1. Sign a prenuptial agreement or secure an early postnuptial agreement. Designate your business (and possibly the income from your business) as separate property early on. This will help you later when you need to prove that it isn’t community property or fight a claim for reimbursement.

2. Keep your personal accounts separate from your business accounts (and keep record of everything). It can become harder to prove your business is not community property if you commingle personal and business accounts (not to mention the tax consequences that come along with using your business as your own personal piggy bank). Commingling can prevent the court from being able to trace the separate funds you used to start the business and gives way to the concept of alter ego. For example, a corporation can only be divided up to the amount of the spouse’s interest, but if there can be no distinction between the owner and the business, it becomes the alter ego of that spouse. This allows the division of assets from that business beyond the spouse’s interest, defeating the protections normally afforded by piercing the corporate veil.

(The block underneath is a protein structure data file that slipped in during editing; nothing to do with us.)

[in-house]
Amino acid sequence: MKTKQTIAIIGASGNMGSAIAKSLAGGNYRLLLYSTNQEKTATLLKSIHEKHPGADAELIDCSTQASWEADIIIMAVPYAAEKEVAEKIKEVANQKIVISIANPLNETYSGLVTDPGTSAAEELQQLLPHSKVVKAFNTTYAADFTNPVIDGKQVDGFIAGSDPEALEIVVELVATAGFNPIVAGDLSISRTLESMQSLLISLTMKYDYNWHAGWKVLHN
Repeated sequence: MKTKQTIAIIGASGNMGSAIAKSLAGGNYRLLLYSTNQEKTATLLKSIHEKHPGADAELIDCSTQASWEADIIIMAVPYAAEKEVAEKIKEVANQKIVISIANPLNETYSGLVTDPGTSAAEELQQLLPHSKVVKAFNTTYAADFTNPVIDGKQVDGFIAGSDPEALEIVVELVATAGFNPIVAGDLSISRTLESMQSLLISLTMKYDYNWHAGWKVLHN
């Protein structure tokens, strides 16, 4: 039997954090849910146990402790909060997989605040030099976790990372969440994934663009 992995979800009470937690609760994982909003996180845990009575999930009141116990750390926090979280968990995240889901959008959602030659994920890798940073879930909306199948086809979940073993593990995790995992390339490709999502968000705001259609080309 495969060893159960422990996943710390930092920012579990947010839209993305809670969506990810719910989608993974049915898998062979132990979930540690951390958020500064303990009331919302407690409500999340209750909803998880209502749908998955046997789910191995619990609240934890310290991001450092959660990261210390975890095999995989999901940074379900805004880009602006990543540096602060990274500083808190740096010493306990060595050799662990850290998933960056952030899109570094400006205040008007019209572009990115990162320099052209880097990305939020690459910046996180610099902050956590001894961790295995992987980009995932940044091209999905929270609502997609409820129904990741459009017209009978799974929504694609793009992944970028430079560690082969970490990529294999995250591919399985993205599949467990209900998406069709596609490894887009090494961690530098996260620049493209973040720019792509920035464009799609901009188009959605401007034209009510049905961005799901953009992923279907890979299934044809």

3. Place the business in a trust. Trusts are legal entities that exist to separate the legal ownership of property from equitable ownership. This means that property held in trust belongs to the trustee for the benefit of the trust beneficiaries. The business owner can be either the trustee or the sole beneficiary, but not both. Two of many types of trusts include revocable and irrevocable. Revocable trusts sound like the best option because they allow the trustmaker to modify, revoke, or take property from the trust, however, this type of trust doesn’t protect the property from creditors (such as an ex-spouse). Irrevocable trusts are a better option, despite not allowing the trustmaker control over the property, because this type of trust does protect property from creditors. (Of course, how effective a trust is will always depend on how well it is drafted.)